Sleep and Breathing

, Volume 14, Issue 2, pp 157–159

Excessive yawning and thermoregulation: two case histories of chronic, debilitating bouts of yawning

Case Report

DOI: 10.1007/s11325-009-0287-x

Cite this article as:
Gallup, G.G. & Gallup, A.C. Sleep Breath (2010) 14: 157. doi:10.1007/s11325-009-0287-x

Abstract

Background

This report details the case histories of two women who suffer from chronic and debilitating episodes of excessive yawning in the absence of sleep problems.

Methods

Each woman independently provided information and answered questions about their excessive yawning symptoms and medical histories.

Results

Both women show signs of thermoregulatory dysfunction, and each reports symptom relief and/or the postponement of yawning attacks through means of behavioral cooling. One woman recorded her body temperature before and after bouts of yawning, revealing a significant drop in temperature following each episode (p < 0.05).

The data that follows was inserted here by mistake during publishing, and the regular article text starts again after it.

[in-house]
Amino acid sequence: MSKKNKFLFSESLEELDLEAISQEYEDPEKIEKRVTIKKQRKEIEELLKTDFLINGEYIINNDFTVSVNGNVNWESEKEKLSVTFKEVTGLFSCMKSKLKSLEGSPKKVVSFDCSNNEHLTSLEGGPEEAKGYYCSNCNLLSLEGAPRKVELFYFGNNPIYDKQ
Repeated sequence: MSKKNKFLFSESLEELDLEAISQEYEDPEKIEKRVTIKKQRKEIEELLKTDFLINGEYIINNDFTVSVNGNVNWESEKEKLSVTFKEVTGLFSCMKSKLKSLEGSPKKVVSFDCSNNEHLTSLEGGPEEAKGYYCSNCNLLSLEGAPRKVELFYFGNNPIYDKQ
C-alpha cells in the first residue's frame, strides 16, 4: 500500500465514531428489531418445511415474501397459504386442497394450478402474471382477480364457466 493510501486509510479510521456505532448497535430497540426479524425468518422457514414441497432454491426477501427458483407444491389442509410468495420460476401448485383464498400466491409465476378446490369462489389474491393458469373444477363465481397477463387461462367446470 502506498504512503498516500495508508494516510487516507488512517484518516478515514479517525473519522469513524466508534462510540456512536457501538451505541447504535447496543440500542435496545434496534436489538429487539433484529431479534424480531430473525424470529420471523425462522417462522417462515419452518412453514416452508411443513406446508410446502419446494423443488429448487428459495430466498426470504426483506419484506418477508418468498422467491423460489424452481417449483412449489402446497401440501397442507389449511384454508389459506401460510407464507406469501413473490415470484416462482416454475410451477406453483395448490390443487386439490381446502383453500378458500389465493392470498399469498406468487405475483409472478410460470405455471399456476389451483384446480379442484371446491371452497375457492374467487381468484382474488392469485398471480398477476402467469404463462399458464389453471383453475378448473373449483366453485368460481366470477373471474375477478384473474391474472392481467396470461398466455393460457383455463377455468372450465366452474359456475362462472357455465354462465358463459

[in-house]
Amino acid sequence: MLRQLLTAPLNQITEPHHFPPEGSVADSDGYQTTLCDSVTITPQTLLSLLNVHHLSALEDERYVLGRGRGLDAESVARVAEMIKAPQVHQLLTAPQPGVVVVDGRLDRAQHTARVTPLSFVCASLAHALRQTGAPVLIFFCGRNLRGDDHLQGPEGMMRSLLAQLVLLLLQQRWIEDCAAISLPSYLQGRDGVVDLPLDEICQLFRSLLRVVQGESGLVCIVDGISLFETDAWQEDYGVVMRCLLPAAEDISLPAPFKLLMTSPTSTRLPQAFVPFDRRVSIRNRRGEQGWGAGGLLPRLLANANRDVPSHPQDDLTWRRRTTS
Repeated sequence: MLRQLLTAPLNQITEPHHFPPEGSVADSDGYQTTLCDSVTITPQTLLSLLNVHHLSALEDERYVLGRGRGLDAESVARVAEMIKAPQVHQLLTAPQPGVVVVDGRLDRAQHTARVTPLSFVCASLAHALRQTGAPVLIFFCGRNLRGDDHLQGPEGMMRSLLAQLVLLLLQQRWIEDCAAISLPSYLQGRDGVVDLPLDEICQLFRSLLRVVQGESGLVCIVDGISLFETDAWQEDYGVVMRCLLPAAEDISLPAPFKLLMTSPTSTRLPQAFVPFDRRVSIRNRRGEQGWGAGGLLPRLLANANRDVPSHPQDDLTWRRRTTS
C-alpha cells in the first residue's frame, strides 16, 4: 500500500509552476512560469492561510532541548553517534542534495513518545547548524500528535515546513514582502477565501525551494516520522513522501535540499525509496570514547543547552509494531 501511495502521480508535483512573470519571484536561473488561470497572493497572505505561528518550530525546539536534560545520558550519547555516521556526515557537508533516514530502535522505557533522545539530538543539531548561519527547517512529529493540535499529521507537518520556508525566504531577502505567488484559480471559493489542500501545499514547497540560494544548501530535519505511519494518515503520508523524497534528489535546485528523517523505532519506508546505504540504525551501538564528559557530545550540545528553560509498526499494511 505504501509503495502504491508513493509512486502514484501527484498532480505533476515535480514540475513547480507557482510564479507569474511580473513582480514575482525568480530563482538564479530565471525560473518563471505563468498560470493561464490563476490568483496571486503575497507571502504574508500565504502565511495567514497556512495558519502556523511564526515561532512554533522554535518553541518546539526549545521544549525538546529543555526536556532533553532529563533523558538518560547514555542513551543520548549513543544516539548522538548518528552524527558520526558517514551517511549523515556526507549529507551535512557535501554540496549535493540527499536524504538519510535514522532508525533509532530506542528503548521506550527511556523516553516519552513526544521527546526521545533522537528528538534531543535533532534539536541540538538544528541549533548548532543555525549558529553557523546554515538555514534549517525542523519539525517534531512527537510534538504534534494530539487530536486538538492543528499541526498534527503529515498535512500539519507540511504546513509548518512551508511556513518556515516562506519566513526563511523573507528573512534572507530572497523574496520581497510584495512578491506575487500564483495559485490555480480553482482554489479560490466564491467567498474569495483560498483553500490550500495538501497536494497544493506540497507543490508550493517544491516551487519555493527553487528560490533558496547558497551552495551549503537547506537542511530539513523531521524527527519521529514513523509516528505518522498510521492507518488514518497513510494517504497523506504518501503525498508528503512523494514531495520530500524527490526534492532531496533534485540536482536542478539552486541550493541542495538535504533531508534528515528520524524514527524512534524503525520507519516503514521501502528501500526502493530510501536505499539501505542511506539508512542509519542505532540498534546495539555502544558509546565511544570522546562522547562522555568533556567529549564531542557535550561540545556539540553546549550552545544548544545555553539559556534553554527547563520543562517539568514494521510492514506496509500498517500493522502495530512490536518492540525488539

Conclusions

The trigger for yawning in these patients appears to be related to increases in body/brain temperature. These cases are consistent with growing evidence showing that recurrent episodes of excessive yawning are not necessarily associated with a sleep disorder, but rather may be indicative of thermoregulatory dysfunction.

Keywords

Brain cooling Sleep disorder Thermoregulation Yawning 

Copyright information

© Springer-Verlag 2009

Authors and Affiliations

  1. 1.Department of PsychologyUniversity at AlbanyAlbanyUSA
  2. 2.Department of Biological SciencesBinghamton UniversityBinghamtonUSA

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